animal abuse

A Tennessee bill requiring anyone recording or taking photos of livestock abuse to turn images over to law enforcement within 48 hours has been approved in the House with 50 votes -- the bare minimum needed to clear the chamber.

Animal protection activists like the Humane Society of the United States say the bill would have a chilling effect on whistleblowers and prevent undercover operations from establishing a pattern of abuse.

nhandler, Wikimedia Commons

The Tennessee legislature is wrapping up its session. Most of the high-profile issues have been settled for the year, but minor skirmishes remain -- one dealing with animal cruelty.

A bill would require that activists go to the police immediately if they uncover evidence of abuse. But those activists say it’s a sham.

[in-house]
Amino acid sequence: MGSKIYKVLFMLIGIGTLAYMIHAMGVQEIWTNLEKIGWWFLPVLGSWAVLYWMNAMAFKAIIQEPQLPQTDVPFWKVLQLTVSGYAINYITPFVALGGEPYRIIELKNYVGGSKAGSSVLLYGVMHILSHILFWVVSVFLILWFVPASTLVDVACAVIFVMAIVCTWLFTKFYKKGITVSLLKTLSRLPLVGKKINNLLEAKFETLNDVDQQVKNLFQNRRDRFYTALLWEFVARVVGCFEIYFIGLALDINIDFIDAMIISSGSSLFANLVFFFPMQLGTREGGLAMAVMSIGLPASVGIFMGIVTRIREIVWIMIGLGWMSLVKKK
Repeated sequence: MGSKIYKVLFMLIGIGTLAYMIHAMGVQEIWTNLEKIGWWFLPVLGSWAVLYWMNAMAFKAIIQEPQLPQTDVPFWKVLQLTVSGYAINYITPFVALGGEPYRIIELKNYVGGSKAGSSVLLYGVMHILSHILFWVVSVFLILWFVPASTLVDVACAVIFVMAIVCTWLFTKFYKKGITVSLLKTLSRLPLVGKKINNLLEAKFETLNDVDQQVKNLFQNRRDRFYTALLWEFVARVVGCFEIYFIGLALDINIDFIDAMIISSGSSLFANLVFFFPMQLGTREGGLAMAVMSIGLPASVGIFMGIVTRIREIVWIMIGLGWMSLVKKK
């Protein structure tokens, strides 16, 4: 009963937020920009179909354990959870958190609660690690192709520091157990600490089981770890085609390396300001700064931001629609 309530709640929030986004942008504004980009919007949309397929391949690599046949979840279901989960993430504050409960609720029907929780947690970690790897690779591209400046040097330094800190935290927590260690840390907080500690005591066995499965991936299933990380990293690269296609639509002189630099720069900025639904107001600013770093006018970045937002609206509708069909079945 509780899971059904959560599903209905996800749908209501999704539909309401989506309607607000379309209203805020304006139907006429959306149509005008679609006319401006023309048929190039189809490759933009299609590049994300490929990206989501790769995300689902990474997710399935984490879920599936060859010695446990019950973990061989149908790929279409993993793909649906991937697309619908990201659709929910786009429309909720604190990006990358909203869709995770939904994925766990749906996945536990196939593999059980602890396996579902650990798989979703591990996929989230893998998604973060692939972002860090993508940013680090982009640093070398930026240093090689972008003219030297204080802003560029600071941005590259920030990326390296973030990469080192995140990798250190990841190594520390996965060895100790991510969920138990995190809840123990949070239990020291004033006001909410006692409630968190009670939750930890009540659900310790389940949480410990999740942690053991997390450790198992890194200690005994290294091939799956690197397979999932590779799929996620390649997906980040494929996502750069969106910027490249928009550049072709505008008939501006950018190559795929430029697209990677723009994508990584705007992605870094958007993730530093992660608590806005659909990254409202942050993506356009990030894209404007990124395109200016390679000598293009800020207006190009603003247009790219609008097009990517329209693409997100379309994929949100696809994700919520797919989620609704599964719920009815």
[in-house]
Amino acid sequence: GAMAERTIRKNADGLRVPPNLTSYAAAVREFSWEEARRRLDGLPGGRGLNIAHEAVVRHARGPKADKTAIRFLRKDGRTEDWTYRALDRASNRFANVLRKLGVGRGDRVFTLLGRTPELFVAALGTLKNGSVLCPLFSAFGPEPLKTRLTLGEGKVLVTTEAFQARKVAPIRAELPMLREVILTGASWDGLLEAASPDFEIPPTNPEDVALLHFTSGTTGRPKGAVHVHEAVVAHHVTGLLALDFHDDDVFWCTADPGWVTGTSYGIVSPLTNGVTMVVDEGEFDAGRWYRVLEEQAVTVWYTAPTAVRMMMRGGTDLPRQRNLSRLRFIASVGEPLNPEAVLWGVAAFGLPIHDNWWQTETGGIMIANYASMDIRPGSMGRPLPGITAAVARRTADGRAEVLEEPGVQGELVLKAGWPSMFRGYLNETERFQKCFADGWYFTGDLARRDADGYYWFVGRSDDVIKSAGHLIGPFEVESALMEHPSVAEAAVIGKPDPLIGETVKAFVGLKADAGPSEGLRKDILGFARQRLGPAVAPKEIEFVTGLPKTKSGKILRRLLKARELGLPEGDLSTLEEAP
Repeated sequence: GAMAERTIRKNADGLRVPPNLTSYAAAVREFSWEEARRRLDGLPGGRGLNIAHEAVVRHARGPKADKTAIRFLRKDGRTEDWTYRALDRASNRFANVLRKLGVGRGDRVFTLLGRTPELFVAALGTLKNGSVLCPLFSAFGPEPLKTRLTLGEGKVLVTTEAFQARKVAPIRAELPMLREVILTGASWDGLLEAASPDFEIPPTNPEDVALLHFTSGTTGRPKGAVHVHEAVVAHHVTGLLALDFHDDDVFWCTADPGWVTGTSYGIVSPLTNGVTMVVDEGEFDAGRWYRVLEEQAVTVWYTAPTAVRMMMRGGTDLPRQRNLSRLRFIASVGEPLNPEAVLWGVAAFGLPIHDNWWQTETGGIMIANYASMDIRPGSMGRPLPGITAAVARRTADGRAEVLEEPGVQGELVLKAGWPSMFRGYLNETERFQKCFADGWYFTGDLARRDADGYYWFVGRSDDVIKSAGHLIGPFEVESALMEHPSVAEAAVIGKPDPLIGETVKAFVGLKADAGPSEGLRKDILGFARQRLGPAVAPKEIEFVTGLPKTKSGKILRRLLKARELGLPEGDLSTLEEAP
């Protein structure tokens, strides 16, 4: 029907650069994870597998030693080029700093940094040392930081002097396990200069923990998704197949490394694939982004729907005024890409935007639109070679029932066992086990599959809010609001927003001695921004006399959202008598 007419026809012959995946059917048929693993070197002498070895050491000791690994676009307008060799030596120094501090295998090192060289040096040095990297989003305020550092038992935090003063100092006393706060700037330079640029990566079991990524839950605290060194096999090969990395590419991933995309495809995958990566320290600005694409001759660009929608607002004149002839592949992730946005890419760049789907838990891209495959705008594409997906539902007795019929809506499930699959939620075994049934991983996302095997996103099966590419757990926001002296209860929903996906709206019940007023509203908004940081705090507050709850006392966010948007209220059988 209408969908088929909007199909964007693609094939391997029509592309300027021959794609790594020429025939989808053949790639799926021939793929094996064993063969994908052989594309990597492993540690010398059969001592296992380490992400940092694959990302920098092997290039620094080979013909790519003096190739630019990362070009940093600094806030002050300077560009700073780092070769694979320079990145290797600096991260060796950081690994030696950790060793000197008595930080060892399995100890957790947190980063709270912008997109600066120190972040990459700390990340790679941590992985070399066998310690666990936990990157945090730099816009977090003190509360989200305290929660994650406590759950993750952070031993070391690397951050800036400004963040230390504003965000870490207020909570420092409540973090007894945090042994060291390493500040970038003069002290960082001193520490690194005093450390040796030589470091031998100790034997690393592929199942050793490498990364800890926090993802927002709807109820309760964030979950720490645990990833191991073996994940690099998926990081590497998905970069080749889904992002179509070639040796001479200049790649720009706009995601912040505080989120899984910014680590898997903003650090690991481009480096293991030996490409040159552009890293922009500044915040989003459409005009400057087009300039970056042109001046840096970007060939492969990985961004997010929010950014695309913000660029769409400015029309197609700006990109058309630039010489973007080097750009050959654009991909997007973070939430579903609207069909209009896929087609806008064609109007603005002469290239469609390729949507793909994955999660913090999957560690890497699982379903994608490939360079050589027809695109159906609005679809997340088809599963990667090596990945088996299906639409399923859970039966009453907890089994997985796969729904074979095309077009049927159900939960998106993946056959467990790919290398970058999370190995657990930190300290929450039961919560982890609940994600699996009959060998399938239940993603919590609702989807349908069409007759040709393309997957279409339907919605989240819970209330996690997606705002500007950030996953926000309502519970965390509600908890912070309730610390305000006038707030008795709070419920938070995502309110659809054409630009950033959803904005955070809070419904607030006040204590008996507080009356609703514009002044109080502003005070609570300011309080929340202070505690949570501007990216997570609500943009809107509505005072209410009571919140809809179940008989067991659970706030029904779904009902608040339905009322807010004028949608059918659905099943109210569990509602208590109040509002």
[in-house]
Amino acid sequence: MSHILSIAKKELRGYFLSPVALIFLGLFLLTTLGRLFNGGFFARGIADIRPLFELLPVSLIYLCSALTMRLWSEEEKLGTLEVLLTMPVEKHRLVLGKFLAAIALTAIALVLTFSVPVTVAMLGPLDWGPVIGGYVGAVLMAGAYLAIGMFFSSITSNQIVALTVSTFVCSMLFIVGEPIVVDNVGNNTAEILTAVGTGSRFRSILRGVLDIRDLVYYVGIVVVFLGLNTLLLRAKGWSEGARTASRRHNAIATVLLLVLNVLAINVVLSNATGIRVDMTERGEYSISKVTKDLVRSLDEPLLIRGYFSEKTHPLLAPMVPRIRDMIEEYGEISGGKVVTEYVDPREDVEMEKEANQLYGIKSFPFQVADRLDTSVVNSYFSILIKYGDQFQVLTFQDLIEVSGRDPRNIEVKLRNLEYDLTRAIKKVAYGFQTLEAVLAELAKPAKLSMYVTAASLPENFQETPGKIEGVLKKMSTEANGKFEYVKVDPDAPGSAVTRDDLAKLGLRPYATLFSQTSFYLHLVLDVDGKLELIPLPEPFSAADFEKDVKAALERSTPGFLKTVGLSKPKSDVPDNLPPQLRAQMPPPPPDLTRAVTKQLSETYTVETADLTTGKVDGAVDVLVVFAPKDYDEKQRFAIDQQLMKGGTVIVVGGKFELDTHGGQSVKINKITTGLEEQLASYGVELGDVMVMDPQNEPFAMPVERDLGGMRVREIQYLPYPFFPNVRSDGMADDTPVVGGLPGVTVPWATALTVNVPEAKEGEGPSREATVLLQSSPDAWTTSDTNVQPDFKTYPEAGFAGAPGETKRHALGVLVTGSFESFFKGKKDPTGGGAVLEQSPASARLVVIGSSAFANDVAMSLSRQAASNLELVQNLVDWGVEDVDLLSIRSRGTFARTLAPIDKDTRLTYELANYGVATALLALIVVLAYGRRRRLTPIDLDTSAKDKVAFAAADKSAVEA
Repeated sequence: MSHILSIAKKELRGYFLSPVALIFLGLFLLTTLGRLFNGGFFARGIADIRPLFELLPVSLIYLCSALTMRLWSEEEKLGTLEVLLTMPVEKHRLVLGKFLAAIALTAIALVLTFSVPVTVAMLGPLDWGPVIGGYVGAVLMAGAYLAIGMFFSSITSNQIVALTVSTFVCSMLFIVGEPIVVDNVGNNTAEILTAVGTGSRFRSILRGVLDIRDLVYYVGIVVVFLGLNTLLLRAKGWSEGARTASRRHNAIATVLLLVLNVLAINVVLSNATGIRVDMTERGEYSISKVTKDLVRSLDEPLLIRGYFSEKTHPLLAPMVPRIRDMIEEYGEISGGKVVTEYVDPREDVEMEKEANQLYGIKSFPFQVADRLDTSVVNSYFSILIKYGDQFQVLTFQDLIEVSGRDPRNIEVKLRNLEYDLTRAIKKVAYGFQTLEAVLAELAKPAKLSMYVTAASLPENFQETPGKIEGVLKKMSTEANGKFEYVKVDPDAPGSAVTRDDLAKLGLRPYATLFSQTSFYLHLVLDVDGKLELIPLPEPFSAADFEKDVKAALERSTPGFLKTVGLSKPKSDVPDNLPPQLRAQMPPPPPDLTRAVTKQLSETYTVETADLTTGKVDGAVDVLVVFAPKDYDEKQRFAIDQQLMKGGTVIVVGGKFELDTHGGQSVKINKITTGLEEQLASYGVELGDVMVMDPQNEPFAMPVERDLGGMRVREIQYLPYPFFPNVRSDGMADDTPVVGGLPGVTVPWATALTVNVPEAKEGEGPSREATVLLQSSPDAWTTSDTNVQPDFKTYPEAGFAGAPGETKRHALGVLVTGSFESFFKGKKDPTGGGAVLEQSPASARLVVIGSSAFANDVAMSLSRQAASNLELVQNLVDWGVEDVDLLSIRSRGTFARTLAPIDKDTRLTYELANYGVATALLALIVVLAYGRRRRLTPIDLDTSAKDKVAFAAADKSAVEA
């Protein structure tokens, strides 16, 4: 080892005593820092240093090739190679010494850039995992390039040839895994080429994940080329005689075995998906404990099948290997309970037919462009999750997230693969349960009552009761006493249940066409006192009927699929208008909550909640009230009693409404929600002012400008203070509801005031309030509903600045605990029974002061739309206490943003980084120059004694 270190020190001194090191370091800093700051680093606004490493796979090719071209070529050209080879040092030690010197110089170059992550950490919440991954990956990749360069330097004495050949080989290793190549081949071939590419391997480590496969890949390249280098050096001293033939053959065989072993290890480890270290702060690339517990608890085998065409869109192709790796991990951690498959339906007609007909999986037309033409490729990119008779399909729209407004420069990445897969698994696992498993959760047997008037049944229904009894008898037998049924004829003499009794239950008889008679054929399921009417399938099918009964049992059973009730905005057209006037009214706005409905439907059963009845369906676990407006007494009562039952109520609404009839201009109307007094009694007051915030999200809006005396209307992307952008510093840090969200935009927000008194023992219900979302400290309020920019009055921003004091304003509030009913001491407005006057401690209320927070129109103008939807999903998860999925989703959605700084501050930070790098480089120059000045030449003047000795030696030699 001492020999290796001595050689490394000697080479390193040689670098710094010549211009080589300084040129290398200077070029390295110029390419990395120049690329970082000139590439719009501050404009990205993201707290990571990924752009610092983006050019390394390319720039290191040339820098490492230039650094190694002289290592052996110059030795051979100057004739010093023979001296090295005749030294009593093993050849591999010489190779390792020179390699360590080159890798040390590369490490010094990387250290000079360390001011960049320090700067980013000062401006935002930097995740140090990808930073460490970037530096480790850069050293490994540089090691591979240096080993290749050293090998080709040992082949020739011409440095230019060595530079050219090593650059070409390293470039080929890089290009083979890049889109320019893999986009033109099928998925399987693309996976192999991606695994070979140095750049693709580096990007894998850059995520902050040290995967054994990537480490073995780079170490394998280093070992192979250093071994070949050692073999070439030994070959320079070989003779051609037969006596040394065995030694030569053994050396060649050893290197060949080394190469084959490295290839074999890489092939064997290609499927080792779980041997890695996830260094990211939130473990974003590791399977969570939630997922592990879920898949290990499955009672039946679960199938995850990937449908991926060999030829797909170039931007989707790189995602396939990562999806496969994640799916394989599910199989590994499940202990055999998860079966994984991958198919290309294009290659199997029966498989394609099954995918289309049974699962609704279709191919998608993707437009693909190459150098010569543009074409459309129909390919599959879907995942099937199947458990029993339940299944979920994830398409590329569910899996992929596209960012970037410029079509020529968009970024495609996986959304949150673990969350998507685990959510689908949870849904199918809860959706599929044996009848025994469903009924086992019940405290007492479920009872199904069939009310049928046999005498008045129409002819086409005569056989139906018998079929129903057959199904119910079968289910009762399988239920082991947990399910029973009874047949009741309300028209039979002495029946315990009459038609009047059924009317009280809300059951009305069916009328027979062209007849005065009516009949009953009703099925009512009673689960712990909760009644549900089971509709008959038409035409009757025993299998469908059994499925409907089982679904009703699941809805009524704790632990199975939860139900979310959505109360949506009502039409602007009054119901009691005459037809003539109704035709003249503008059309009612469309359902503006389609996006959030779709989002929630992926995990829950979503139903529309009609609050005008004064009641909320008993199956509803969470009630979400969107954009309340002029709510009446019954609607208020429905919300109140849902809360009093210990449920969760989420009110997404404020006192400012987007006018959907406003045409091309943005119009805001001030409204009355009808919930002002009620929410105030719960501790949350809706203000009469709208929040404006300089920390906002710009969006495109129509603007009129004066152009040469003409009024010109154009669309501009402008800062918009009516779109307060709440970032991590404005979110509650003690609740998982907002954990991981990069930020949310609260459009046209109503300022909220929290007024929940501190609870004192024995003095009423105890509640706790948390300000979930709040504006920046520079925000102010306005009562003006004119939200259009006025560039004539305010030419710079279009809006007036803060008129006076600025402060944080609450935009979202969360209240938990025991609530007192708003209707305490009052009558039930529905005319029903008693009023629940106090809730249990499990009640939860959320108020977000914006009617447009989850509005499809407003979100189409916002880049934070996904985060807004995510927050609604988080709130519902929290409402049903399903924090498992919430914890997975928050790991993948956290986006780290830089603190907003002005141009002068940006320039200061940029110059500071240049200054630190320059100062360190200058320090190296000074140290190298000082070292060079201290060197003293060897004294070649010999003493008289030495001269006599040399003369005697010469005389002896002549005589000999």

The man who conducted an undercover investigation leading to charges against two employees of the McCracken County Humane Society has been banned from his job at the facility. Humane Society Board President James Shumaker told The Paducah Sun that the board would likely decide on Jeremiah Robertson’s employment today. Robertson gave video and audio recordings to the sheriff's department that helped detectives investigate euthanasia specialist Beau Anderson and office manager DaLena Hall. Hall was found guilty of 10 counts of euthanizing an animal without a proper license.